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Radical Acceptance

Radical Acceptance is a different way to deal with pain. Radical Acceptance is a change in your attitude: acknowledging what is.  The person who does not accept pain by getting angry or upset or blames someone or something for causing pain creates suffering. Pain becomes suffering when you do not accept pain. The more you deny the reality of the pain the more you suffer. The remedy is Turning the Mind.

Pain happens; it is a necessary part of living.  Pain is useful information when you touch a hot stove and move your hand to avoid a burn.  If you were without the sensations of pain you would be in deep trouble.  But pain cannot always be avoided. The psychological pain of loss of a loved one (grief) is particularly intense.

It is hard to accept many things that happen – the way a loved one died, the way your parents acted, or the way that others have treated you.  Sadness, anger, and resentment are natural emotional reactions to painful and difficult life events. These emotions (sadness, anger, and resentment) amplify the pain and cause suffering, feeling overwhelmed, and distressed. Denial is a way to avoid painful thoughts and feelings. Denial increases pain of sadness, anger, and resentment and creates suffering.

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Suffering is even worse than pain.  Suffering is when pain is denied, avoided, or rejected.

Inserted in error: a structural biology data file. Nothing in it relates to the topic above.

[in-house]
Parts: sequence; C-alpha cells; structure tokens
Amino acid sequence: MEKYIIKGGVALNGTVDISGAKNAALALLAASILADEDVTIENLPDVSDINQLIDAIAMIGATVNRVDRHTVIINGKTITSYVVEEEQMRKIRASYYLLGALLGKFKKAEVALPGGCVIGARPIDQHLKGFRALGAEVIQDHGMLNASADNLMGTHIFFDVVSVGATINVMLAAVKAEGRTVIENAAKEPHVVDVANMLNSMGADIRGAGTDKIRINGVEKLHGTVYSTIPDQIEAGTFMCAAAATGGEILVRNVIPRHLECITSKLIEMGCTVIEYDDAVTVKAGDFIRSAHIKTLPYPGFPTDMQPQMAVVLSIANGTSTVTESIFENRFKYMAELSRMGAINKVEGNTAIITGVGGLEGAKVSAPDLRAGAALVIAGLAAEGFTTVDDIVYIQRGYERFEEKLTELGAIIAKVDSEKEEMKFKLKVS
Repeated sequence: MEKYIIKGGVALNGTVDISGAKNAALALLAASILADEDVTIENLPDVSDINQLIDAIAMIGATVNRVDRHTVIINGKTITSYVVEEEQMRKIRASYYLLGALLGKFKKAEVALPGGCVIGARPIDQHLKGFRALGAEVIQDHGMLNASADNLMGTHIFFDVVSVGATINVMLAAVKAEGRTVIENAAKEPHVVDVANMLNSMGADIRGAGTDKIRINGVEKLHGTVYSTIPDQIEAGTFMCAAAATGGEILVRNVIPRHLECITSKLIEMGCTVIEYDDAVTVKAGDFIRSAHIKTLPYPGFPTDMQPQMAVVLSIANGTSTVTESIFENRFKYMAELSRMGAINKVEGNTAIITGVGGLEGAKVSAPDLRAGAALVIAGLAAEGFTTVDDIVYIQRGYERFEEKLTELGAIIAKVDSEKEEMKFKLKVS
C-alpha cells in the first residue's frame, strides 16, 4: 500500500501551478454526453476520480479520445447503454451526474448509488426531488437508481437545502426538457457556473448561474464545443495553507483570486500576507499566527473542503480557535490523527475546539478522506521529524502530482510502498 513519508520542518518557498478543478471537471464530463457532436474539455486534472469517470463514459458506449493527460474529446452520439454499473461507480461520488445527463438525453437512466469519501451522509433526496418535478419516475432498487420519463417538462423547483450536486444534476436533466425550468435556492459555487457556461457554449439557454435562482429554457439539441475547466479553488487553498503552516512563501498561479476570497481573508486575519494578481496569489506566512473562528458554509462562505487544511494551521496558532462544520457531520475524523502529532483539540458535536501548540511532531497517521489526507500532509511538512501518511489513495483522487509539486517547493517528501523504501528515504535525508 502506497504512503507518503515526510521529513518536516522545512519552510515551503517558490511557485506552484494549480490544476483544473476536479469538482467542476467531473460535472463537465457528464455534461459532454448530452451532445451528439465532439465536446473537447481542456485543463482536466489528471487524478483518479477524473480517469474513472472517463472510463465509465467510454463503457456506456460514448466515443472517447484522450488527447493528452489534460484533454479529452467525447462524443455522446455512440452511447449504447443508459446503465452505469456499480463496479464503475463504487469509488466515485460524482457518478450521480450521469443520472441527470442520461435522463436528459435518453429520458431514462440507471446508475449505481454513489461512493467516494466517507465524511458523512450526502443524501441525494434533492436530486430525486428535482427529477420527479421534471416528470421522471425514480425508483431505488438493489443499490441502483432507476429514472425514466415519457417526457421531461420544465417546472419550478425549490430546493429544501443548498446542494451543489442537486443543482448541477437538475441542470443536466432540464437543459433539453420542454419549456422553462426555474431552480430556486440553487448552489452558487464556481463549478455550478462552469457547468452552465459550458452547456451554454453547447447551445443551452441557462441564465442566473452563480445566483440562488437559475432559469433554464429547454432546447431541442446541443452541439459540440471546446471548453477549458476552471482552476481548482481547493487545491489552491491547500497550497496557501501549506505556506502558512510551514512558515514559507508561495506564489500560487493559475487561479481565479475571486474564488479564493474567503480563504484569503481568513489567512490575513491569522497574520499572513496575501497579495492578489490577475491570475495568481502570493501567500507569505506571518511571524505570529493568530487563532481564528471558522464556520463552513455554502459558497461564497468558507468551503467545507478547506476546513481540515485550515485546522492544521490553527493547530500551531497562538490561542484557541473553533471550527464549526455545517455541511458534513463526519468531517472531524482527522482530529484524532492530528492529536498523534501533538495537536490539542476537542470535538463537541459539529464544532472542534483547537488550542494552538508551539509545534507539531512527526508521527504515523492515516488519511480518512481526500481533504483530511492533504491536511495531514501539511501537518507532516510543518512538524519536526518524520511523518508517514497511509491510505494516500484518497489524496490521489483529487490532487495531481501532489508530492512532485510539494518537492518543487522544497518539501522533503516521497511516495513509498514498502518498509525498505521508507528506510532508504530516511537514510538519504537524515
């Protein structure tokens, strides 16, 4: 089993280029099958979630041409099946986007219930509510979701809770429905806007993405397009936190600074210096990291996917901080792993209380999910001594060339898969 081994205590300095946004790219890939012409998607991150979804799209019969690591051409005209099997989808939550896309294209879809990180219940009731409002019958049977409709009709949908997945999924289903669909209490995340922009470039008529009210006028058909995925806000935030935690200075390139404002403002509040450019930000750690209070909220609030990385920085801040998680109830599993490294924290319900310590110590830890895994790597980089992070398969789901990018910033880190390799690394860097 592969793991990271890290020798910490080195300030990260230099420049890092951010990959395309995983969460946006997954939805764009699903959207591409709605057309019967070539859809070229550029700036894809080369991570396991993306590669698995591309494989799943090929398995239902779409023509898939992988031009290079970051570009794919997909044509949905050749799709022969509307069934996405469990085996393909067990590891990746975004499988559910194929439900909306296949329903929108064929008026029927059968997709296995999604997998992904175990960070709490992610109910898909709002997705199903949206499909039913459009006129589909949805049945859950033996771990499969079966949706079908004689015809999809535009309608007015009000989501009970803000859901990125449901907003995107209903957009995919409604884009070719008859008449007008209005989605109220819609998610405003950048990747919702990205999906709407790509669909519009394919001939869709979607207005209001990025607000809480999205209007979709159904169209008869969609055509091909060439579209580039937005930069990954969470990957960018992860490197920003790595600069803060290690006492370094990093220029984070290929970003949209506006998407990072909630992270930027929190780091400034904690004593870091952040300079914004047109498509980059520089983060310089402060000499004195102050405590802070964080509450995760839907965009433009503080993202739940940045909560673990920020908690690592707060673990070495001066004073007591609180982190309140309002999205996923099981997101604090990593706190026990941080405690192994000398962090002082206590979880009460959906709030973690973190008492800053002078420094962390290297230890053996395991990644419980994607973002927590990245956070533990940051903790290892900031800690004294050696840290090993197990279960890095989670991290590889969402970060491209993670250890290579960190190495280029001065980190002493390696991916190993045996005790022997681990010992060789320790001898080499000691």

Suffering = Pain  x  Non-acceptance of the Pain

For example, the alcoholic is in denial of how his behavior hurts other people (the pain of abuse and neglect) and hurts himself (damaged relationships, losing jobs, getting DUI’s, and physical problems).  To break the vicious cycle of addiction and denial, the alcoholic needs to take the first step in A.A.  “We are powerless over alcohol and our lives have become unmanageable.”  He must accept his disease and that his life is out of control.  Once he accepts this problem, he can start to take responsibility for what he is doing and how he is treating others.

Radical Acceptance emphasizes acceptance rather than change, in the tradition of Zen Buddhism which emphasizes acceptance and awareness of the present moment, enhancing intuition, and experiencing emotions without inhibition.  Radical acceptance is the dialectical (resolving polarities) process of embracing and connecting AND releasing or letting go = finding the middle way.  Accepting the things you cannot change, awareness of how these things feel, this acceptance is total, complete, and without exception – RADICAL.

Some myths about acceptance:

  • If you don’t accept something, it will magically change and you won’t have to deal with it.
  • If you accept your painful situation, you will give in to it or it will take over your life. 
  • If you accept your painful situation, you are accepting a life of pain without end.